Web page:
These studies can help agents better understand public perception of auto insurance and what drivers want.
Many insurance providers are taking a step back to think about ways drivers can decrease their risk of an accident caused by negligence. Many are taking a hard look at eyebrow-raising distracted driving statistics.
This perspective on drivers and insurance can help agents better understand the current public perception of auto insurance and what many drivers are looking for in their policies. It can also help agents focus on building greater knowledge around insurance coverage with their clients and finding the right policies for their customers.
Here three of the biggest takeaways from recent auto insurance research:
1) Clients Need Education
The amount of people who don't know what their coverage does and doesn't provide is alarming. In fact, most drivers don't understand what type of insurance coverage they are paying for, according to a Forbes Advisor survey. Many of them may even think they have paid for coverage or policies that don't even exist.
For example, nearly half of drivers surveyed believe they have “extended crash protection" built into their insurance. Approximately 41% said they have “vehicle emissions" insurance covered within their auto policies. Neither of these coverage types even exist.
Insurance agents should take note of this trend and work toward educating their clients about the different types of auto insurance policies that might be available to them. Since many people are unaware of the different types of policies, it is also worth spending the time to explain what is and is not covered by each policy so clients leave with a firm understanding of what they are purchasing.
2) Parents Worry About Teen Drivers
Not surprisingly, parents are very worried about letting their teens loose on the road. As most insurance agents already know, age groups that include teenagers are at the greatest risk of an accident, particularly an accident that includes a fatality. In fact, the fatal driving rate for teens is nearly three times higher than the rate for drivers 20 years old and older, according to the Insurance Institute of Highway Safety, which is why premiums tend to be a bit higher.
Given that teens are often the most distracted drivers on the road, many parents are looking for ways to monitor them while still giving them the freedom to go out on their own. One way they are doing this is by utilizing apps that can monitor vehicle activities. Some of these apps can alert parents when their child's phone is in a vehicle that is speeding or provide weekly feedback on hard braking, rapid acceleration and hard turns.
Insurance agents can incorporate this information too. Since many customers are looking for the right car insurance policy for teens, it will be worthwhile to explain different aspects of different insurance types. Since many people are unaware of what auto insurance policies are available in the first place, this exercise can help give them greater peace of mind that their teen is covered in the event of an accident.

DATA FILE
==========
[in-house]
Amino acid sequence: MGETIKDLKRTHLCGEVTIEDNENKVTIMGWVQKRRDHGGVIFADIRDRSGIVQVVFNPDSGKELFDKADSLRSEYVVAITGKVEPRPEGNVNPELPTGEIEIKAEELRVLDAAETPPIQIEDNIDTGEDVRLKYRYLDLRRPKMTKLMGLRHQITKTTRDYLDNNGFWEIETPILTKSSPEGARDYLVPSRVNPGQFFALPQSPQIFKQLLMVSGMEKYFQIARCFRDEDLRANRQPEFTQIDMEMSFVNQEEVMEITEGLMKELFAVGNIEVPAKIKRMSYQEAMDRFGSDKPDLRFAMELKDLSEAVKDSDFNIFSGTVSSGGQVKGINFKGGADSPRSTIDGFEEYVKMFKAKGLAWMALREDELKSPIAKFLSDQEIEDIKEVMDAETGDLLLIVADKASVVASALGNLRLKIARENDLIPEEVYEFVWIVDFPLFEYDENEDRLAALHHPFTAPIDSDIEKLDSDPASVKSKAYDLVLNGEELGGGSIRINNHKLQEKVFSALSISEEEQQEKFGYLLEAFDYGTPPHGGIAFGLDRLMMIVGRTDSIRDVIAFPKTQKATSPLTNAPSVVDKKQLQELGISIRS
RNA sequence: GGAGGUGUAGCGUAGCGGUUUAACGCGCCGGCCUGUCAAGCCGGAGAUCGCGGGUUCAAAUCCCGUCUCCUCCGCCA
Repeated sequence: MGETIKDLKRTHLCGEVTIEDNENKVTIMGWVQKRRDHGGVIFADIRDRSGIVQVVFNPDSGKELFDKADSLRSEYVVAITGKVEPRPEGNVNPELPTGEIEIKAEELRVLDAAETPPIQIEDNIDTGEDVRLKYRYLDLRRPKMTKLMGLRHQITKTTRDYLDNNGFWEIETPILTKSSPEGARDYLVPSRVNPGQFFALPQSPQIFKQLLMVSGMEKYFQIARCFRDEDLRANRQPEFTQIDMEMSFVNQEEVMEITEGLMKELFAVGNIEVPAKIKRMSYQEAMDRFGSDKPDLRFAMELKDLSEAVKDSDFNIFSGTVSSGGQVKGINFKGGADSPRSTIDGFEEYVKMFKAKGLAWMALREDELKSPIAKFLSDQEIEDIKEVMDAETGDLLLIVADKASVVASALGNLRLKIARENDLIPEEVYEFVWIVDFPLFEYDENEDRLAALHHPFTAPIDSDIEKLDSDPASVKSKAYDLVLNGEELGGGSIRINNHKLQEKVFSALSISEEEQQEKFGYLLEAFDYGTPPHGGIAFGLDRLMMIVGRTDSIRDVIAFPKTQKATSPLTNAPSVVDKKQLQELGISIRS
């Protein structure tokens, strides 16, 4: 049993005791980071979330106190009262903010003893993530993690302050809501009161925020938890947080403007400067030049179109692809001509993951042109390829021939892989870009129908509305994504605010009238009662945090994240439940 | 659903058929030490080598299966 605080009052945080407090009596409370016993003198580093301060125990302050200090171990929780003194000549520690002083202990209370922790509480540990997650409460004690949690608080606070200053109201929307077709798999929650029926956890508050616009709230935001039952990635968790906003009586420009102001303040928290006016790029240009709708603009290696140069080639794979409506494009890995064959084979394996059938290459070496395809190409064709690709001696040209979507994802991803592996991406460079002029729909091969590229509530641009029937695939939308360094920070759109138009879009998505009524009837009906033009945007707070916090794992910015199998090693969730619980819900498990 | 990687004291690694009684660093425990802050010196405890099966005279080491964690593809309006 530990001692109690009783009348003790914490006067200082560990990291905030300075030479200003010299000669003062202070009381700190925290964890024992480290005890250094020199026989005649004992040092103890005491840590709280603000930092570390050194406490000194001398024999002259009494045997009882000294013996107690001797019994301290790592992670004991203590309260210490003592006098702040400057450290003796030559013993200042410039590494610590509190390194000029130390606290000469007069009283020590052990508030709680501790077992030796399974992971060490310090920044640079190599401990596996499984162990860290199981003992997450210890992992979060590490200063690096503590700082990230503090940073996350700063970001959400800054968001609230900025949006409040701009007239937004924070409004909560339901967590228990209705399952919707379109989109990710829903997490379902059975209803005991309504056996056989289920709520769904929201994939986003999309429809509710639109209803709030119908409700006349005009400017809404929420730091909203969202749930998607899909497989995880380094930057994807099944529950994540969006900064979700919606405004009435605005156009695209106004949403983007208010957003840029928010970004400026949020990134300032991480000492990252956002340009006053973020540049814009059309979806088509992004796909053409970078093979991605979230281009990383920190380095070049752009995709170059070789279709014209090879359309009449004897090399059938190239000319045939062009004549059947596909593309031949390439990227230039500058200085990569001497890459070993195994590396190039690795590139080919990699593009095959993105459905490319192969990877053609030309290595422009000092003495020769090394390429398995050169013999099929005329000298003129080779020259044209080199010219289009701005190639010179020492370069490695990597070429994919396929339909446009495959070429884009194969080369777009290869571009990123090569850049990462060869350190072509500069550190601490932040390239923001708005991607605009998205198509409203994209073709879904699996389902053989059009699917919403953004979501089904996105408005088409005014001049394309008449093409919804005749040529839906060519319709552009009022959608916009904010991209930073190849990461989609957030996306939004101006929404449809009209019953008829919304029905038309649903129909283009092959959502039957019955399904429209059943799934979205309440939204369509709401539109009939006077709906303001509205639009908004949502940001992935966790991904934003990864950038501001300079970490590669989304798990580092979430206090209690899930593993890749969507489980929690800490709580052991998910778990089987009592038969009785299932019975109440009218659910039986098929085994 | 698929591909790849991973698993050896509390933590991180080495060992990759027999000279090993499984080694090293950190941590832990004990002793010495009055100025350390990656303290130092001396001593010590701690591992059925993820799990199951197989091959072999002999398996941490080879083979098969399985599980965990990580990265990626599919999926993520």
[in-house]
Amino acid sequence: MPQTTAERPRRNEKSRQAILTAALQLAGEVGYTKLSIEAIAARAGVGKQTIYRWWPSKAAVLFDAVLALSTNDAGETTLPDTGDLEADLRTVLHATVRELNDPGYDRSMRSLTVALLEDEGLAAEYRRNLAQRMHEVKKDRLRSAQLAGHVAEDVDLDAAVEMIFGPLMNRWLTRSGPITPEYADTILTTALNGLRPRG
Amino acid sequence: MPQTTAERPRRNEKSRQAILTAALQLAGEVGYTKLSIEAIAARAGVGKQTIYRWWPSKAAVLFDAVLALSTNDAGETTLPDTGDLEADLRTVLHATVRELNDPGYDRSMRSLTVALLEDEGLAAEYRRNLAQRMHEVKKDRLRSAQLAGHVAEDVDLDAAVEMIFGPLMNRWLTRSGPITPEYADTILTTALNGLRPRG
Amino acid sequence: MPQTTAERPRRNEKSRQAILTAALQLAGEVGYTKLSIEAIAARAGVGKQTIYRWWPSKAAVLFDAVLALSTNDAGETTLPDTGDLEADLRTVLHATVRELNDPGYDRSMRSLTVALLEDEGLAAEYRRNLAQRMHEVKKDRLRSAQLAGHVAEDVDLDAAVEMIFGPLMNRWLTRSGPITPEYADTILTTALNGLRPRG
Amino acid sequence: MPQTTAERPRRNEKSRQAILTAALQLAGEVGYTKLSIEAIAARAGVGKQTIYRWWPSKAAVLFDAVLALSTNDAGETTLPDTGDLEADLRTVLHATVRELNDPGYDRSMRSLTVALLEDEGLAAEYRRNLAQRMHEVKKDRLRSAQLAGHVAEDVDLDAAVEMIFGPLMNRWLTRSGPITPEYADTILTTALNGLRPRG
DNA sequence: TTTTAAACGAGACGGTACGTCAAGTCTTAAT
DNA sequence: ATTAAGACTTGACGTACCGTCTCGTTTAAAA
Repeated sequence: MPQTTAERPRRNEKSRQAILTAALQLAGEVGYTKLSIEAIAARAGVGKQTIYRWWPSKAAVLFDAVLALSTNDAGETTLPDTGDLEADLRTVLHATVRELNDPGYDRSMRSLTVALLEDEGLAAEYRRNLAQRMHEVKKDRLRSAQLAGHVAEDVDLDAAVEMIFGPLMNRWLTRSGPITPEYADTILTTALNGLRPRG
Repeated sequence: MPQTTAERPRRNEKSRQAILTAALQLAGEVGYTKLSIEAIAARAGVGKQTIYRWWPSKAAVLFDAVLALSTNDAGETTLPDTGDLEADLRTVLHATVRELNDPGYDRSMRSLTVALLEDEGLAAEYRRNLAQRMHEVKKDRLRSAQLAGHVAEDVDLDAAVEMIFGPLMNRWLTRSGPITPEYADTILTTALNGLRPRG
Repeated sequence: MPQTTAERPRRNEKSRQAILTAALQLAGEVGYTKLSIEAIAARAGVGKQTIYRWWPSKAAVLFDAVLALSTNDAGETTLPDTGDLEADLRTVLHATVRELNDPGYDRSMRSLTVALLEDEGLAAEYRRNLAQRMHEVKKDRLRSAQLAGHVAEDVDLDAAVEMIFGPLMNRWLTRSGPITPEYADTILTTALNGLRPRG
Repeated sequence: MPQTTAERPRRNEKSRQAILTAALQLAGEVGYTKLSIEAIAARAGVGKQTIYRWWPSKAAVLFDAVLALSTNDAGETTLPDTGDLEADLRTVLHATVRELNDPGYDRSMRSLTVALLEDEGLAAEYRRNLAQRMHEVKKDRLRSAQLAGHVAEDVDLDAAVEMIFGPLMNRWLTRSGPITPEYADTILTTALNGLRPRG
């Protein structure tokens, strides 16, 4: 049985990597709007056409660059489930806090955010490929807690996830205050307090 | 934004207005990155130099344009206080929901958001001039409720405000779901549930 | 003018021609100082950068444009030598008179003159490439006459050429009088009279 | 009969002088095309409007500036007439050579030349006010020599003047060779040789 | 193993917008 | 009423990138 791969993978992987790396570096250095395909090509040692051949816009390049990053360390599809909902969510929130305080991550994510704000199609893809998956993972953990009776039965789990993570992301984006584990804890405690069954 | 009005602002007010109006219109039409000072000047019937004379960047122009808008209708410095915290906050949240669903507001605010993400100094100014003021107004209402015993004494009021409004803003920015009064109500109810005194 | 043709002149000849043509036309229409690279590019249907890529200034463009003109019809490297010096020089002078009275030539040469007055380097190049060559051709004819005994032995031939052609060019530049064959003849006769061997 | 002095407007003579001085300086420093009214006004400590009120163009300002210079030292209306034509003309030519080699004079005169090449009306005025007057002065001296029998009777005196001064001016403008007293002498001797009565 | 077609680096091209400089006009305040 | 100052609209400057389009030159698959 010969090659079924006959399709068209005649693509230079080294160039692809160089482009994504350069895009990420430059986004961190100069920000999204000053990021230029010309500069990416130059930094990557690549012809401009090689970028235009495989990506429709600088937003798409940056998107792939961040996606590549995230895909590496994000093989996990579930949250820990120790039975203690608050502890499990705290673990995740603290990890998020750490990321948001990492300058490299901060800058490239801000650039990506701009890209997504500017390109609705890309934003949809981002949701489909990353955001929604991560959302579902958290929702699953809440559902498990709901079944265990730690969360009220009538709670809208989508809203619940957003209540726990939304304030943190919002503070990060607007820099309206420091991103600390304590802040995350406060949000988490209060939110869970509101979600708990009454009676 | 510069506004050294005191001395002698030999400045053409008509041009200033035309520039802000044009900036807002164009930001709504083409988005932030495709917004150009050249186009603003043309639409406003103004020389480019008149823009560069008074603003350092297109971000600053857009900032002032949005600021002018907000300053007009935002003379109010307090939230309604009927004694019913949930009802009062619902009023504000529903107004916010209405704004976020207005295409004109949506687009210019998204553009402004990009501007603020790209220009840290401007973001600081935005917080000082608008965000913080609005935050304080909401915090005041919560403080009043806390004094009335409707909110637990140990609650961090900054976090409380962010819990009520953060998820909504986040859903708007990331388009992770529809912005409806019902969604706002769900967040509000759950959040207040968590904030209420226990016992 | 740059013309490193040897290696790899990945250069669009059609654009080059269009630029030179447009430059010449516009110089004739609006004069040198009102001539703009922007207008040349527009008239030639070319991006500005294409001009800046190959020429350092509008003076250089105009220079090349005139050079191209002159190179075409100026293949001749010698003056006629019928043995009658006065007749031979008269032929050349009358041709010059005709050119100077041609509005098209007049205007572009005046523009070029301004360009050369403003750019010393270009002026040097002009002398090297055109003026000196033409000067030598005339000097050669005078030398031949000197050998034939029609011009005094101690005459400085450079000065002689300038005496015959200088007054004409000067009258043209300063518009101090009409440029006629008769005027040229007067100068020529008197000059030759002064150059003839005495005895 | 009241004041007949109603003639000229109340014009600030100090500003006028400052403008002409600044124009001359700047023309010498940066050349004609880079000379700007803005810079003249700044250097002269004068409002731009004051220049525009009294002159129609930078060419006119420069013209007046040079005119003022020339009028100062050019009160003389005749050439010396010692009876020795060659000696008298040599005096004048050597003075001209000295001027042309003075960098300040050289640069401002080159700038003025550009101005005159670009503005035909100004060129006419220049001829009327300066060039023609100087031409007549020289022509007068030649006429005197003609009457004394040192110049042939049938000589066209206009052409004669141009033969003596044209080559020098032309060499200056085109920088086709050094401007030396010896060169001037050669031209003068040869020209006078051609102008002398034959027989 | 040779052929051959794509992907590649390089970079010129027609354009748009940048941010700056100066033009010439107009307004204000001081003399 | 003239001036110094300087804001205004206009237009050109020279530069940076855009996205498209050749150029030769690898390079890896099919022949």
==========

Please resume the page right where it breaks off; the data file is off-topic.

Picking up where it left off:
3) Phones Are a Distraction
Unfortunately, multiple studies conclude that people are driving distracted. Nearly 70% of licensed drivers have used a mobile device for personal reasons while driving in the past three months, according to The Selective and Harris Poll's survey released in March 2022.
Even more concerning is that of those surveyed, over 83% had used a mobile device while driving for work within the same timeframe. As if that's not enough, according to the Travelers Risk Index of 2022, one-third of managers surveyed expect their employees to answer work calls or participate in them while driving their vehicles.
A recent Nationwide survey found similar information concerning distracted driving due to mobile phone usage. This study found that nearly 34% of people surveyed believed it was safe to hold a cell phone while driving to make a call, send a text or use GPS navigation. The percentage was even higher with younger drivers.
The study also found that many drivers getting back on the road after working from home during the pandemic are highly sensitized to aggressive drivers and even believed that more aggressive drivers were on the roadways than before.
Insurance agents can use this information not only to inform policy prescriptions but also to help educate drivers about the risks that they are taking on and help them to become safer, less distracted drivers. These efforts can help keep everyone safer.
Ainsley Lawrence is a writer who enjoys discussing how business and professionalism intersect with the personal, social, and technological needs of today. She is frequently lost in a good book.